We commenced the 1994/1995 term with something we enjoy doing-eating. Ken Lord hosted a pot-luck dinner at his church, St. John’s Lutheran in Flushing. The following month we planned an event to be enjoyed by all- a recital by Michael Kaminski on the three-manual Moller at the Immaculate Conception Center in Douglaston. The literature included works by Durufle, Franck, Vierne, and Widor. The November event was devoted to the topic of handbells. Margarite Espada, of The Community Church of Douglaston, and her volunteers gave us an introduction to bell ringing and working with a volunteer group. The annual Christmas dinner followed the approach we had for the past few years- hors d’oeuvres and cocktails at the home of Andrew Andela with a catered meal being served at the Church on the Hill. The 1995 calendar year started with sad news. We learned that our long-time colleague, friend, and supporter David Walker had died on December 7, 1994. The following statement about his death appeared in the Queens College News: “David Walker, an alumnus and Professor of Music, died on December 7. A member of the faculty since 1960, he was a celebrated organist, harpsichordist, choral conductor, composer, arranger and author. Nationally known as a music educator, Prof. Walker co-authored a series of books that at one time was used in over 90 percent of U.S. elementary schools and translated into Japanese, German and other languages. He was instrumental in the installation of the Rosenthal Tower carillon, even overseeing the casting of some of the bells in Europe.” January 1995 found us at Floral Park United Methodist Church for an anthem reading session under the direction of David Murray with Ken Blue at the piano. Tunings was the topic of our February 12 meeting. Utilizing the new Allen Organ at Church on the Hill our former Dean John Stump explored and demonstrated how different tuning strategies affect the music we play. A towel and pillow, not music, were required items for our March 1995 workshop at Floral Park United Methodist Church. At that meeting Joyce Suskind would introduce us to the Alexander Technique: body awareness and movement, and how it can help with organ performance and injury avoidance. We were asked to participate by lying on the floor and trying the techniques. In May 1995 our members’ recital was given on St. Matthew’s Episcopal Church’s Reuter organ. Artists for the event were Thomas Sarkauskas, Virjinijus Barkauskas, Dean Avdoulos, and Ivan Guevara. The Annual Dinner was held on June 14 at the Douglaston Club. Between program years we learned that Charles Harmon died on July 5, 1995. Charles was the Organist/Choir Director at St. Andrew Avellino R.C. Church in Flushing for 54 years. In 1992 Charles received a Citation Medal “Pro Ecclessia e Pontiface” (for the Church and the Pope) from Pope John Paul II for outstanding musicianship and dedication. Bishop Thomas V. Daily presented the medal to him at St. James Cathedral, Brooklyn. Our final 1994/1995 venue and first 1995/1996 event were of the same ilk- eating. We were back at Ken Lord’s church in Flushing for a pot-luck dinner. After the dinner our Regional Councillor, Richard Erickson, gave us a viewing/talk about the Pulling Out All the Stops” video. Two months after our pot-luck dinner we heard Roger Lowther, winner of the 1995 Regional Young Artists Competition in Organ Performance, at The Community Church of Douglaston. His program included works by Mendelssohn, Buxtehude, Bach, Franck, Vierne, and Dupre. The Christmas Dinner followed tradition- hors d’oeuvres and cocktails at the home of Andrew Andela followed by dinner at Church on the Hill. The dinner was topped off by a handbell concert under the direction of Barbara Levers. Our January 1996 choral reading session of music or small choirs was cancelled due to a blizzard but would be coupled with the February event. The February program was an audio-visual slide presentation about the various organs and musical cultural life of Paris. K. Bryan Kirk led us through the architecture, arts, organs, and churches which he personally recorded in Paris. Returning from Paris we found ourselves in Redeemer Lutheran Church in Bayside on March 10, 2006 for a music-sharing seminar. The aim was to bring and listen to music based upon hymn tunes. The chorale preludes and voluntaries were to be fairly simple and contemporary in nature. It should be noted that 1996 marked the 100th birthday of the American Guild of Organists. The national convention would be held in New York City. An AGO Centennial Quilt will be raffled. One of the biggest events in which all the AGO chapters wiould participate in was the World’s Largest Organ Recital. The recital took place on Sunday, April 14 and commenced at 6:00 PM EST with Bach’s Toccata and Fugue in d minor. Steven Frank started the concert at Faith Chapel of Creedmoor Hospital. Other artists included Ivan Guevara, Ken Blue, and Virginijus Barkauskas. The May 1996 program was a professional concerns workshop. Thomas Bohlert, professional concerns officer for Region II, discussed contracts, job security, and what the Guild can do to help resolve diputes at our church jobs. The annual Installation was held at the Douglaston Club. Vocal entertainment was provided by Yolanda Dowling. The editor of this history sadly notes that Yolanda was killed on the last day of her temporary job at the World Trade Center on September 11, 2001. The deanship was passed to Ken Blue.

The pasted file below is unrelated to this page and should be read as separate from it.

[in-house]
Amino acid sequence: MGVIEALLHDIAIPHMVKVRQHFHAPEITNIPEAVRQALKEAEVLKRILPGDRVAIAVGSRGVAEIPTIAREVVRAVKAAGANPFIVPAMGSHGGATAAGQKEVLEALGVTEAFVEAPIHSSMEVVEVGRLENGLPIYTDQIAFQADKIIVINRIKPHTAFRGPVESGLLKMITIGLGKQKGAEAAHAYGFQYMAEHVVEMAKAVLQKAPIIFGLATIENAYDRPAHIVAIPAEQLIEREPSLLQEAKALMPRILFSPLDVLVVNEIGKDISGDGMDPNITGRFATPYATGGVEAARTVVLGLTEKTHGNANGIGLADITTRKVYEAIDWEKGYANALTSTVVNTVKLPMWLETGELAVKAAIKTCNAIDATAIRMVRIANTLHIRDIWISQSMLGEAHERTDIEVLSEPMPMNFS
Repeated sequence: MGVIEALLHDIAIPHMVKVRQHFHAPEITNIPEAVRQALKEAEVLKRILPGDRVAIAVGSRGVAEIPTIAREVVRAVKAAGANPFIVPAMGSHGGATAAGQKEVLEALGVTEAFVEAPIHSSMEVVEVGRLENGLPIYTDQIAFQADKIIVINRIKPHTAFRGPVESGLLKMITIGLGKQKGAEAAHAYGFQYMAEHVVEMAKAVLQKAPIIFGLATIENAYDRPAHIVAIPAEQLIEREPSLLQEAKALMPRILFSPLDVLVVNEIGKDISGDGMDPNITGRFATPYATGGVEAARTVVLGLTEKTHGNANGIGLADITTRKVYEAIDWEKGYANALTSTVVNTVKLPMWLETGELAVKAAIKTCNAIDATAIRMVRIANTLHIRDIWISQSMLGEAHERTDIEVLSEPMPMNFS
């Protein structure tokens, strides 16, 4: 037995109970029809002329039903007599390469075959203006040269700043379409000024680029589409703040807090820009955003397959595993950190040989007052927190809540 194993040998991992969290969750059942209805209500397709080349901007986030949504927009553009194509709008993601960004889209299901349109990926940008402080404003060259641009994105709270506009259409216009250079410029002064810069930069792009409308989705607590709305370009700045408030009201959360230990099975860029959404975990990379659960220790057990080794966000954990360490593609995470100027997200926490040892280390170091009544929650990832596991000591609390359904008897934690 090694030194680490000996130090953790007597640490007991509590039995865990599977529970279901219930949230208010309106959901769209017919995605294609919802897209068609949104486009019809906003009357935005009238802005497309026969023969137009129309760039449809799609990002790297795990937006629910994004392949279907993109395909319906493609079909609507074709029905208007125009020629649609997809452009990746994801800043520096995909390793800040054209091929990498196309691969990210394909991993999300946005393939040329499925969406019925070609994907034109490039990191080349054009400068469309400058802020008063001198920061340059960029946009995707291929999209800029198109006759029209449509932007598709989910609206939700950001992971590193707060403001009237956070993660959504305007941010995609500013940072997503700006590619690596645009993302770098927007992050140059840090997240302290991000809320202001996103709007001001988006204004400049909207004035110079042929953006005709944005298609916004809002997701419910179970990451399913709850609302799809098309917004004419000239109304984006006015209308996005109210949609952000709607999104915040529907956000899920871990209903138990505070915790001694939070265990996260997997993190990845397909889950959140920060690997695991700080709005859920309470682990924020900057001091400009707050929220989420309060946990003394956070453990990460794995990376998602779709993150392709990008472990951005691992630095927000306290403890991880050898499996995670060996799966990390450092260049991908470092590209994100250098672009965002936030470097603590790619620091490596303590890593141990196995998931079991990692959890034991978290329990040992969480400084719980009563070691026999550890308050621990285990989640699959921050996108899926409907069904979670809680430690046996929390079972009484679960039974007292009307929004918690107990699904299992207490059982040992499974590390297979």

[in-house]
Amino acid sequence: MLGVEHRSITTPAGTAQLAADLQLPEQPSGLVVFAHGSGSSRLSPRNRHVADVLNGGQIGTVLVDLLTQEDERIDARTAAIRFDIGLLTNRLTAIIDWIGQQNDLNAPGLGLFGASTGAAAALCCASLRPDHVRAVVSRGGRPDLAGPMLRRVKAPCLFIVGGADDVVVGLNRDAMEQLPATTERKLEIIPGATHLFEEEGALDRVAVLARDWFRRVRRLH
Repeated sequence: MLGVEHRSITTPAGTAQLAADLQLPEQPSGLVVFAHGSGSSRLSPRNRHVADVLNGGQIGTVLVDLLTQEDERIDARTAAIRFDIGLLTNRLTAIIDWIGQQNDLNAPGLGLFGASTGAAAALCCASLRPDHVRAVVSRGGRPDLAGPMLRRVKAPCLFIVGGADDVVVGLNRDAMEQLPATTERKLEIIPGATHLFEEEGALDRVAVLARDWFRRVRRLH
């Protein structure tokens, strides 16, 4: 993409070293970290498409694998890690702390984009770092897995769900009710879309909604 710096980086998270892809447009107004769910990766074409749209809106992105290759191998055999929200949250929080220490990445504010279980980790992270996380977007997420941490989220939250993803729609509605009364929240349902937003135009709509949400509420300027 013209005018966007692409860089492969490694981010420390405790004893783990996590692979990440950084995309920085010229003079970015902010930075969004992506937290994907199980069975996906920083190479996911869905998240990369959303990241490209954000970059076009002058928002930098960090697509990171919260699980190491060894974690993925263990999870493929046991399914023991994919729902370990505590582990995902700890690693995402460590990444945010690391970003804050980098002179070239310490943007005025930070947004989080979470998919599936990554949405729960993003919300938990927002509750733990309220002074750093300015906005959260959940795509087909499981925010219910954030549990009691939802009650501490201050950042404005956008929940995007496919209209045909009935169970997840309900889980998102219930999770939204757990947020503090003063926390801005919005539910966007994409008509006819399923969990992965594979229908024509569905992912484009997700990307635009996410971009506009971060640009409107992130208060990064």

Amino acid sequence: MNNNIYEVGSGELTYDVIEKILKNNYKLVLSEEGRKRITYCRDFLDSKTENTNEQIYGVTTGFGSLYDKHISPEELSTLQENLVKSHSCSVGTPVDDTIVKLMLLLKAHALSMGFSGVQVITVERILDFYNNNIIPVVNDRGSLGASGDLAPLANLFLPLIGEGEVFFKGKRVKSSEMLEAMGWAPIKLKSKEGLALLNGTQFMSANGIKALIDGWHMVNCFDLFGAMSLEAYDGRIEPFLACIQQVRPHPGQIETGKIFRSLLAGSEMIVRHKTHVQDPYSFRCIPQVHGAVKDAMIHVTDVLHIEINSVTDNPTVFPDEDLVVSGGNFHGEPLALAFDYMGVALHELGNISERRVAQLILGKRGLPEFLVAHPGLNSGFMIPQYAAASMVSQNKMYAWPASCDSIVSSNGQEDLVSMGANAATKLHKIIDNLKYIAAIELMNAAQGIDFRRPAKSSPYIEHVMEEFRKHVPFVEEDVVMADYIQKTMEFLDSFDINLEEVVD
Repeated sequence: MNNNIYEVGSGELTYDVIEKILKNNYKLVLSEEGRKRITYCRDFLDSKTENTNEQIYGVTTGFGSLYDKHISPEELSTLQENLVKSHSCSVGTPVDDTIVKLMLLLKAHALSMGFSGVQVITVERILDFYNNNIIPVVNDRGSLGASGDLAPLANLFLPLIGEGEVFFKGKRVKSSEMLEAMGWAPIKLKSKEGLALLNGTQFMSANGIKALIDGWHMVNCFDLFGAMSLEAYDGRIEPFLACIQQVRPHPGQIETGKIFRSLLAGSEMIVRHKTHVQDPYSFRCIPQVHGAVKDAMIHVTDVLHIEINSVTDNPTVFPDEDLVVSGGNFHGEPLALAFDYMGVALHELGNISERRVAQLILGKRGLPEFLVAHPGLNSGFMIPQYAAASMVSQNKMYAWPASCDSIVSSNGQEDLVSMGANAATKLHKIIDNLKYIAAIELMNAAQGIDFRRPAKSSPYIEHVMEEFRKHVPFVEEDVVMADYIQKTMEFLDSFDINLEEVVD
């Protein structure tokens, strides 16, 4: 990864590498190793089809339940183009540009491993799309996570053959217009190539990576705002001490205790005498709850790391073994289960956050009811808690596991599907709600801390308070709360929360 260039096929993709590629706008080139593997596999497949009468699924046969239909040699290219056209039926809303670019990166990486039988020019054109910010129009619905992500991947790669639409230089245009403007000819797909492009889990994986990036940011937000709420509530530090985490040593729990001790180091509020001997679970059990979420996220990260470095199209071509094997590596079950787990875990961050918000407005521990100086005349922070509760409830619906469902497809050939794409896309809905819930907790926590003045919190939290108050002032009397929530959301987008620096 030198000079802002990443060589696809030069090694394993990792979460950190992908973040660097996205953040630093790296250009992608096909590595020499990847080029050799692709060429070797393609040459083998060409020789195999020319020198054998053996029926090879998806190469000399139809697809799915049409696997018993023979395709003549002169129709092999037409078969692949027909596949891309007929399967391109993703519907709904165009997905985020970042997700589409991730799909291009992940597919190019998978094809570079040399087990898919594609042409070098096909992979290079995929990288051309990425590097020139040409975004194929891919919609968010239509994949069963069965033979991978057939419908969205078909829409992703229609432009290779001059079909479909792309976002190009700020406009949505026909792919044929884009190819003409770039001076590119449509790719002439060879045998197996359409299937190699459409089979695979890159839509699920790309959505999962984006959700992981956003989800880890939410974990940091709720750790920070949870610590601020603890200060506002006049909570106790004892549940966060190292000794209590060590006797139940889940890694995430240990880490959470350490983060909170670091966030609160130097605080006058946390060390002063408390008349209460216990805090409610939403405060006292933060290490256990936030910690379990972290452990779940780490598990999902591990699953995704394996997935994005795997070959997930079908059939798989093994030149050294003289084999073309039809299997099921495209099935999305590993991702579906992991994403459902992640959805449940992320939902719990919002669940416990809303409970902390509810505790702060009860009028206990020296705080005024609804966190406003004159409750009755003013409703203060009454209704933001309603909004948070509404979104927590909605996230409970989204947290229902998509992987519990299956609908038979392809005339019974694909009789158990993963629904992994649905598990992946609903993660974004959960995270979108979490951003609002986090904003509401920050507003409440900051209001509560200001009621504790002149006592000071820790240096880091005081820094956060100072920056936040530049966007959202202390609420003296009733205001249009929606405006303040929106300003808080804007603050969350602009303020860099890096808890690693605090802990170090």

Our first newsletter for the 1996/1997 season reported the recent death of Rosemarie Dreyfuss, mother of Allen Dreyfuss. We returned from summer vacation to a viewing of Vintage Virgil Fox and the completed “Pulling Out All the Stops” video. October 1996 was a recital by the National Young Artist Competition winner Heather Hinton at the Cathedral of the Incarnation in Garden City. In November we were at Queens College, but the Bedient organ had nothing to do with our visit. We did tour the electronic music lab at the College. There we saw how the computer can be used as a tool for the composition, editing, and production of music. We started 1997 with an Epiphany Party at the home of Andrew Andela. The February 1997 gathering was a dual event- the AGO exams and the World’s Largest Town Hall Meeting.